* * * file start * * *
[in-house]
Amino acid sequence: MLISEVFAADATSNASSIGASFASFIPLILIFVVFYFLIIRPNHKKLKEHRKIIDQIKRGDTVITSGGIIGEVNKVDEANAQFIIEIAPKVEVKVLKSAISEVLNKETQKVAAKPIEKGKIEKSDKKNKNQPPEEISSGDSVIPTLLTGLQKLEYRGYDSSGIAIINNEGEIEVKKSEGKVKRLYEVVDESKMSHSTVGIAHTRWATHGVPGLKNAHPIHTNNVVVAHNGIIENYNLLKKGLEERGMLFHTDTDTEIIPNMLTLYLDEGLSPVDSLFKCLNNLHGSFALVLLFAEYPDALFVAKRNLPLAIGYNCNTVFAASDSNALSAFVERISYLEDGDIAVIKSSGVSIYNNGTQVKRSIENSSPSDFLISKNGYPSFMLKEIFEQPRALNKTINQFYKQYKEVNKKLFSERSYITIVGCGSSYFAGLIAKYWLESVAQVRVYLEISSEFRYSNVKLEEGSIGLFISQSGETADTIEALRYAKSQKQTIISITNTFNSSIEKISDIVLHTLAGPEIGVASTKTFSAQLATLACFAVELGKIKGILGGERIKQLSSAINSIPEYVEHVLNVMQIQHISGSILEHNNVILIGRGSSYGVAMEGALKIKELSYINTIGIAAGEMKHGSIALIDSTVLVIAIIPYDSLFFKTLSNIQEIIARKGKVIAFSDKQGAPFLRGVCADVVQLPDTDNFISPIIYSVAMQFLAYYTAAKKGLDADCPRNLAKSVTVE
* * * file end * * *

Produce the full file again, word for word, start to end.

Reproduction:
[in-house]
Amino acid sequence: MLISEVFAADATSNASSIGASFASFIPLILIFVVFYFLIIRPNHKKLKEHRKIIDQIKRGDTVITSGGIIGEVNKVDEANAQFIIEIAPKVEVKVLKSAISEVLNKETQKVAAKPIEKGKIEKSDKKNKNQPPEEISSGDSVIPTLLTGLQKLEYRGYDSSGIAIINNEGEIEVKKSEGKVKRLYEVVDESKMSHSTVGIAHTRWATHGVPGLKNAHPIHTNNVVVAHNGIIENYNLLKKGLEERGMLFHTDTDTEIIPNMLTLYLDEGLSPVDSLFKCLNNLHGSFALVLLFAEYPDALFVAKRNLPLAIGYNCNTVFAASDSNALSAFVERISYLEDGDIAVIKSSGVSIYNNGTQVKRSIENSSPSDFLISKNGYPSFMLKEIFEQPRALNKTINQFYKQYKEVNKKLFSERSYITIVGCGSSYFAGLIAKYWLESVAQVRVYLEISSEFRYSNVKLEEGSIGLFISQSGETADTIEALRYAKSQKQTIISITNTFNSSIEKISDIVLHTLAGPEIGVASTKTFSAQLATLACFAVELGKIKGILGGERIKQLSSAINSIPEYVEHVLNVMQIQHISGSILEHNNVILIGRGSSYGVAMEGALKIKELSYINTIGIAAGEMKHGSIALIDSTVLVIAIIPYDSLFFKTLSNIQEIIARKGKVIAFSDKQGAPFLRGVCADVVQLPDTDNFISPIIYSVAMQFLAYYTAAKKGLDADCPRNLAKSVTVE